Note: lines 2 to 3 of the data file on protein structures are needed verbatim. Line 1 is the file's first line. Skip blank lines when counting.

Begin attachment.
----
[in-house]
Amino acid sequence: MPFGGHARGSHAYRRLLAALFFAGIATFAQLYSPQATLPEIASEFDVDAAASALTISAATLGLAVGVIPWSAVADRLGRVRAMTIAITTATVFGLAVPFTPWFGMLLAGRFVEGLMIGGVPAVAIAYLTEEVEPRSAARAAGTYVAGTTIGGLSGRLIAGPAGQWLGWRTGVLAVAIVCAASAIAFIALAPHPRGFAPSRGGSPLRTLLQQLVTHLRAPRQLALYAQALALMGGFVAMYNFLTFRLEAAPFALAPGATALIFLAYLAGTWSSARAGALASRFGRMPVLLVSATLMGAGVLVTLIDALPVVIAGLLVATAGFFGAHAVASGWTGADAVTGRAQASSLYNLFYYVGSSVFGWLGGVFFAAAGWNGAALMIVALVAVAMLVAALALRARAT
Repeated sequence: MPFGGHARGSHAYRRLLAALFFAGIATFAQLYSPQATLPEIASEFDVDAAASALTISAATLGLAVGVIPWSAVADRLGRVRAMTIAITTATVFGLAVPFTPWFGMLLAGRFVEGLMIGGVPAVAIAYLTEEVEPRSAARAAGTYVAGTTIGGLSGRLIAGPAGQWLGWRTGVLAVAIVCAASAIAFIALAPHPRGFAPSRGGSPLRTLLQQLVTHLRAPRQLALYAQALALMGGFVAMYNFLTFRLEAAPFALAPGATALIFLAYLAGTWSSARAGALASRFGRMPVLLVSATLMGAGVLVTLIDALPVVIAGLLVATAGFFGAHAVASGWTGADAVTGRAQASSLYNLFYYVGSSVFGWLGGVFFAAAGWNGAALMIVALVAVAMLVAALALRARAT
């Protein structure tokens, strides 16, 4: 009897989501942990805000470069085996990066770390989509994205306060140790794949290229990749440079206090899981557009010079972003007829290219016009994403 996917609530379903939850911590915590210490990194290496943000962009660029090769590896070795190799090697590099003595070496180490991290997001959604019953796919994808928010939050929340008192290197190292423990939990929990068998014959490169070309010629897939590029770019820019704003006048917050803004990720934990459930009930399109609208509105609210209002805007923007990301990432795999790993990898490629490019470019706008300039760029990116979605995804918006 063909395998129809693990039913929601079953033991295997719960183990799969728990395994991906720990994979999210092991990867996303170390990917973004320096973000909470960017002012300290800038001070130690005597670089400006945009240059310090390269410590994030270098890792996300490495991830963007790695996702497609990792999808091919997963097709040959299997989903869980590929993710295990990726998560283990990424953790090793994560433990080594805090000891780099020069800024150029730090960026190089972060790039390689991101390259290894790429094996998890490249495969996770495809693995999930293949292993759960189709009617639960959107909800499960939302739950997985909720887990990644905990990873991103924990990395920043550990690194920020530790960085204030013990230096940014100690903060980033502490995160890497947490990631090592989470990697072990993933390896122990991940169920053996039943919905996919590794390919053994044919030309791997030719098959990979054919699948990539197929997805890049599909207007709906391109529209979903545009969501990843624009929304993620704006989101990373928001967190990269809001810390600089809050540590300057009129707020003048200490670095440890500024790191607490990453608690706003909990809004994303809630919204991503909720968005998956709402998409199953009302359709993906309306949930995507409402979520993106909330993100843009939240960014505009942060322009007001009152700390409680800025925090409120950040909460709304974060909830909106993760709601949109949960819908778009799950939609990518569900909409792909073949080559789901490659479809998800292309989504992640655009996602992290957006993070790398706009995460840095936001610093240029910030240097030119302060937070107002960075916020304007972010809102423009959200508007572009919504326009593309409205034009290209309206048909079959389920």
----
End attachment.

Amino acid sequence: MPFGGHARGSHAYRRLLAALFFAGIATFAQLYSPQATLPEIASEFDVDAAASALTISAATLGLAVGVIPWSAVADRLGRVRAMTIAITTATVFGLAVPFTPWFGMLLAGRFVEGLMIGGVPAVAIAYLTEEVEPRSAARAAGTYVAGTTIGGLSGRLIAGPAGQWLGWRTGVLAVAIVCAASAIAFIALAPHPRGFAPSRGGSPLRTLLQQLVTHLRAPRQLALYAQALALMGGFVAMYNFLTFRLEAAPFALAPGATALIFLAYLAGTWSSARAGALASRFGRMPVLLVSATLMGAGVLVTLIDALPVVIAGLLVATAGFFGAHAVASGWTGADAVTGRAQASSLYNLFYYVGSSVFGWLGGVFFAAAGWNGAALMIVALVAVAMLVAALALRARAT
Repeated sequence: MPFGGHARGSHAYRRLLAALFFAGIATFAQLYSPQATLPEIASEFDVDAAASALTISAATLGLAVGVIPWSAVADRLGRVRAMTIAITTATVFGLAVPFTPWFGMLLAGRFVEGLMIGGVPAVAIAYLTEEVEPRSAARAAGTYVAGTTIGGLSGRLIAGPAGQWLGWRTGVLAVAIVCAASAIAFIALAPHPRGFAPSRGGSPLRTLLQQLVTHLRAPRQLALYAQALALMGGFVAMYNFLTFRLEAAPFALAPGATALIFLAYLAGTWSSARAGALASRFGRMPVLLVSATLMGAGVLVTLIDALPVVIAGLLVATAGFFGAHAVASGWTGADAVTGRAQASSLYNLFYYVGSSVFGWLGGVFFAAAGWNGAALMIVALVAVAMLVAALALRARAT